The final remedy for the site, documented in a ROD signed by WDNR on September 6, 1995, included the existing clay cap and gas extraction system, operational changes to the gas system to emphasize gas removal from those areas of the waste fill believed to be major contributors of contaminants to the groundwater, and long-term groundwater monitoring. EPA concurred with the ROD. The Hechimovich site consists of two operable units (OUs). OU1 is the source control remedy and OU2 is groundwater.
Long-term and recent groundwater monitoring downgradient of the site has shown some improvement in the shallow groundwater quality in impacted monitoring wells. Operation of the remedial action selected in the 1995 ROD appears to be improving the groundwater quality in the shallow unconsolidated aquifer directly north of the landfill. However, in the spring of 2009, the information concerning site conditions changed. As a result of contamination exceeding state and federal drinking water standards found in two private drinking water wells located 1,800 – 4,000 feet northeast of the waste boundary, it was determined that a deeper, previously unknown, groundwater contaminant plume may be leaving the landfill moving to the northeast through various bedrock units and possibly impacting private wells cased 180-190 feet below the ground surface. Since 2009, sampling has been conducted at various private wells in the area and investigations are currently being conducted by the potentially responsible parties (PRPs). These investigations are being conducted to determine the source(s) of the new contaminant groundwater plume, including the landfill; to define the degree and extent of the plume; to assess potential human and environmental risks; to identify remedial options; and to implement any necessary remedial actions.
As an interim public health protection measure, bottled drinking water is being provided to one home with contaminant levels exceeding drinking water standards. A filtration system was also installed at this home and the sampling indicates that it is working properly. The only other well that exceeded drinking water standards was converted to a monitoring well and is no longer useable as a drinking water supply well.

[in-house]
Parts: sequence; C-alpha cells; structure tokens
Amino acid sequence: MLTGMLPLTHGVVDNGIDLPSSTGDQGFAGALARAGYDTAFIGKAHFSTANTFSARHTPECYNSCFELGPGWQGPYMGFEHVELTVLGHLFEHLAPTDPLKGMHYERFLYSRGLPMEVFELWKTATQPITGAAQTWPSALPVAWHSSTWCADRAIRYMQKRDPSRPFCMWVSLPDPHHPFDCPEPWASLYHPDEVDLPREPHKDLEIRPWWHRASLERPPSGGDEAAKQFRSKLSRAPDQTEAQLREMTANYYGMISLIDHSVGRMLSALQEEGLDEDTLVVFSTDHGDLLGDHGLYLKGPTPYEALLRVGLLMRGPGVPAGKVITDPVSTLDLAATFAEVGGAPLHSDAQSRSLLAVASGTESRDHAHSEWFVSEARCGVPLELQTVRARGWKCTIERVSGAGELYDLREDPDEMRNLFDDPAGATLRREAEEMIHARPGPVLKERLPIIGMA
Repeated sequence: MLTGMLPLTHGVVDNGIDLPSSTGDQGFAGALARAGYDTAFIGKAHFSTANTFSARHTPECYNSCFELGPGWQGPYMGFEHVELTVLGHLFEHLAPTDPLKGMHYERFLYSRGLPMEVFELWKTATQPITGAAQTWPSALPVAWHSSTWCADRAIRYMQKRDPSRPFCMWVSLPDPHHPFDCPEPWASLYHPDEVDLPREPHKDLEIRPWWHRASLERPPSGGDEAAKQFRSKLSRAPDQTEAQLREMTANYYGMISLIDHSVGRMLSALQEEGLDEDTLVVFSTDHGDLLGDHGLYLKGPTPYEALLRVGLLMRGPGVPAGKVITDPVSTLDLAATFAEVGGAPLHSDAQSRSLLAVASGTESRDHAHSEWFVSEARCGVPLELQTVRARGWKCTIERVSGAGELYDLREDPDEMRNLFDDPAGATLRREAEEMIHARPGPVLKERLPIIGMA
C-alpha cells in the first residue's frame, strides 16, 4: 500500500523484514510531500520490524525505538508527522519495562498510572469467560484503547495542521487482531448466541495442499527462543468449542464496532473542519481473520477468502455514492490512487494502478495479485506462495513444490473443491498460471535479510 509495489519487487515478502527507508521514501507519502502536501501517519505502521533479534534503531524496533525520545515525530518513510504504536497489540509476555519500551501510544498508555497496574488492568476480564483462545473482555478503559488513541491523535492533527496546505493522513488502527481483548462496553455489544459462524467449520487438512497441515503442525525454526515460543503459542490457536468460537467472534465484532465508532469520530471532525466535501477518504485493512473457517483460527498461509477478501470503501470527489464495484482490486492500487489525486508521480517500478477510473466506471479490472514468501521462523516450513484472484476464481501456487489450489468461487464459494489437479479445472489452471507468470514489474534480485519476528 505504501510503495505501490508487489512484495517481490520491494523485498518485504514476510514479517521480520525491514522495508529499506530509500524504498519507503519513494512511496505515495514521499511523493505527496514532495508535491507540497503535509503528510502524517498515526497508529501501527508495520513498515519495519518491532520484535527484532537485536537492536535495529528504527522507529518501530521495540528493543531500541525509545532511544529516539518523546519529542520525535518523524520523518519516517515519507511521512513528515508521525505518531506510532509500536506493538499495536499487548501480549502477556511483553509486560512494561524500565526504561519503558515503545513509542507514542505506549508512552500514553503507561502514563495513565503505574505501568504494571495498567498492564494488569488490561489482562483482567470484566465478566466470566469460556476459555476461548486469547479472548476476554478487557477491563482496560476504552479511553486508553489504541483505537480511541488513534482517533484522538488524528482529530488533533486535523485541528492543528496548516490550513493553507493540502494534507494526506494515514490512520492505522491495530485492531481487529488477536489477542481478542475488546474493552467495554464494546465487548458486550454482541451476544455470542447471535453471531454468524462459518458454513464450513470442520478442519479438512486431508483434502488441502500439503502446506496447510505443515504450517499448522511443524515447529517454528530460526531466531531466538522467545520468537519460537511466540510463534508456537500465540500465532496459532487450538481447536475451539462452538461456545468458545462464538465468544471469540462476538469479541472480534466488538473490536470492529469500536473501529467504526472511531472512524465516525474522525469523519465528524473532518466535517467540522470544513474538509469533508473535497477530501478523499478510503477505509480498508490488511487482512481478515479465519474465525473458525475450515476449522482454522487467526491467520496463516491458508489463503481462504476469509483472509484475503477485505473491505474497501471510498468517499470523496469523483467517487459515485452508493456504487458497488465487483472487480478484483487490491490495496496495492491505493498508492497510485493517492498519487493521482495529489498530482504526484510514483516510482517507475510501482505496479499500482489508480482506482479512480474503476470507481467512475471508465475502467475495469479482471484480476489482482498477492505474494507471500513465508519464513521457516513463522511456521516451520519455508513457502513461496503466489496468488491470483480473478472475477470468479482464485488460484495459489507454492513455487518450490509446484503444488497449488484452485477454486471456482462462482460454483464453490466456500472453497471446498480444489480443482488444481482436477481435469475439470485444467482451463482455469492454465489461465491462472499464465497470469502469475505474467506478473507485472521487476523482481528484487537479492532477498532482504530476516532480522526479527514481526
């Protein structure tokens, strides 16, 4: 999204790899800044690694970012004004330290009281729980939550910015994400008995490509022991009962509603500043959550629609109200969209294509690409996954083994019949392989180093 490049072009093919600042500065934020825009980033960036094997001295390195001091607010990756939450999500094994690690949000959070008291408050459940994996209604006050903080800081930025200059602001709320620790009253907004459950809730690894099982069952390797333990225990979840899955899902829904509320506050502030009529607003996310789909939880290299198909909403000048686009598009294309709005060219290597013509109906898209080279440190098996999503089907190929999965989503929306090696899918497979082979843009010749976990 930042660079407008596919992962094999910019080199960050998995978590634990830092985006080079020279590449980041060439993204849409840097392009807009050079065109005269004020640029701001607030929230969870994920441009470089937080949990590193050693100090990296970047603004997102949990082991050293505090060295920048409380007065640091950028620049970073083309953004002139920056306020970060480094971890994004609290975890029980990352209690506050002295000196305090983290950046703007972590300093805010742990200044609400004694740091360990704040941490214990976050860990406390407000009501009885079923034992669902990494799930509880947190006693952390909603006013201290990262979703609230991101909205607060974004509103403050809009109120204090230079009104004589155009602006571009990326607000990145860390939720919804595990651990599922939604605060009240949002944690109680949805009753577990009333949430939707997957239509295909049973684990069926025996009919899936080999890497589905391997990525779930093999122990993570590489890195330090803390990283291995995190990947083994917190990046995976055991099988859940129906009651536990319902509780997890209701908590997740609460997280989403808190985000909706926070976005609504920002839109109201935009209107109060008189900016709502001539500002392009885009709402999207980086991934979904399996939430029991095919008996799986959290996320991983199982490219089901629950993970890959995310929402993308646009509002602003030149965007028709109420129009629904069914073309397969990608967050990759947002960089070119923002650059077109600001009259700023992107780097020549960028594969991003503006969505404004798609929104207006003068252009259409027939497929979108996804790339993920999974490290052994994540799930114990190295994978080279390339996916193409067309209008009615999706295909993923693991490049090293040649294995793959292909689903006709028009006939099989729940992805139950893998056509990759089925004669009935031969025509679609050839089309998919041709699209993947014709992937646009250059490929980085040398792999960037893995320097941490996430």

As a part of the expansion of the nearby Glacier Ridge Landfill, the Hechimovich Landfill is being dismantled and the waste relocated into Glacier Ridge. Upon completion of the waste relocation, the Glacier Ridge Landfill will then be expanded over the footprint of Hechimovich. The project includes a diversion of the piping for the gas extraction system. Best management practices will be utilized to minimize the time waste is exposed.
Five-year reviews were completed in February 1999, June 2004, and June 2009. The Fourth Five-Year Review Report for the site was signed by EPA on June 13, 2014. The five-year review found that the site remedy is protective in the short term, since human health and ecological exposures are currently under control. The five-year review also identified some issues that need to be addressed in order for the remedy to be protective in the long term.
ContactsRemedial Project Manager, U.S. EPA
sheila desai (firstname.lastname@example.org)
Community Involvement Coordinator, U.S. EPA
HECHIMOVICH SANINTARY LANDFILL
HECHIMOVICH SAN LDFL